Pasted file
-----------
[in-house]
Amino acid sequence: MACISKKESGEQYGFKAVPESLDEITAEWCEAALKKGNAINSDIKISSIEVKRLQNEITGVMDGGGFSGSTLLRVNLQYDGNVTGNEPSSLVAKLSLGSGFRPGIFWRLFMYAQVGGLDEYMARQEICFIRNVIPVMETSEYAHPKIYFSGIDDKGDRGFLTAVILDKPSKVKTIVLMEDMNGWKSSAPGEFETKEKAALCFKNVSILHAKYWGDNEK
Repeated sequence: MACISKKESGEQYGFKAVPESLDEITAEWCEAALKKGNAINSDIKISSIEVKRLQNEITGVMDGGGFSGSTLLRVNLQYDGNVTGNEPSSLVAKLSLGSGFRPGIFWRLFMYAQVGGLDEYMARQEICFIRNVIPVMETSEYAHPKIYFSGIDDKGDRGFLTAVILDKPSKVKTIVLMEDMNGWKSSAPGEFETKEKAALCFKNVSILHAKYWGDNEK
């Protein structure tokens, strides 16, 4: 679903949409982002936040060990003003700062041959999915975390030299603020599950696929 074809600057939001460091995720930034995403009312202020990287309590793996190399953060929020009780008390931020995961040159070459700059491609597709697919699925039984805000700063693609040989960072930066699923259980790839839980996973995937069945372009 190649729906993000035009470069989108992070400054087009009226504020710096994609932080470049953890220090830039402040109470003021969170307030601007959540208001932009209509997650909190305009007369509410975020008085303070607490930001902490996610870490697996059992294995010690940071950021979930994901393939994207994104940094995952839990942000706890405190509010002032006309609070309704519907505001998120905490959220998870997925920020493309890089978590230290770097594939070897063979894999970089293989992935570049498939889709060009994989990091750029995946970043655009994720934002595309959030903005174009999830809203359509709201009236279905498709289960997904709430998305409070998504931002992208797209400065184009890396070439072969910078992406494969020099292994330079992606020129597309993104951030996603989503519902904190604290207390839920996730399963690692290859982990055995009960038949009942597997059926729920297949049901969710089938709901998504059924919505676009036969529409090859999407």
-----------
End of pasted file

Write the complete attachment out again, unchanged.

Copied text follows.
[in-house]
Amino acid sequence: MACISKKESGEQYGFKAVPESLDEITAEWCEAALKKGNAINSDIKISSIEVKRLQNEITGVMDGGGFSGSTLLRVNLQYDGNVTGNEPSSLVAKLSLGSGFRPGIFWRLFMYAQVGGLDEYMARQEICFIRNVIPVMETSEYAHPKIYFSGIDDKGDRGFLTAVILDKPSKVKTIVLMEDMNGWKSSAPGEFETKEKAALCFKNVSILHAKYWGDNEK
Repeated sequence: MACISKKESGEQYGFKAVPESLDEITAEWCEAALKKGNAINSDIKISSIEVKRLQNEITGVMDGGGFSGSTLLRVNLQYDGNVTGNEPSSLVAKLSLGSGFRPGIFWRLFMYAQVGGLDEYMARQEICFIRNVIPVMETSEYAHPKIYFSGIDDKGDRGFLTAVILDKPSKVKTIVLMEDMNGWKSSAPGEFETKEKAALCFKNVSILHAKYWGDNEK
């Protein structure tokens, strides 16, 4: 679903949409982002936040060990003003700062041959999915975390030299603020599950696929 074809600057939001460091995720930034995403009312202020990287309590793996190399953060929020009780008390931020995961040159070459700059491609597709697919699925039984805000700063693609040989960072930066699923259980790839839980996973995937069945372009 190649729906993000035009470069989108992070400054087009009226504020710096994609932080470049953890220090830039402040109470003021969170307030601007959540208001932009209509997650909190305009007369509410975020008085303070607490930001902490996610870490697996059992294995010690940071950021979930994901393939994207994104940094995952839990942000706890405190509010002032006309609070309704519907505001998120905490959220998870997925920020493309890089978590230290770097594939070897063979894999970089293989992935570049498939889709060009994989990091750029995946970043655009994720934002595309959030903005174009999830809203359509709201009236279905498709289960997904709430998305409070998504931002992208797209400065184009890396070439072969910078992406494969020099292994330079992606020129597309993104951030996603989503519902904190604290207390839920996730399963690692290859982990055995009960038949009942597997059926729920297949049901969710089938709901998504059924919505676009036969529409090859999407």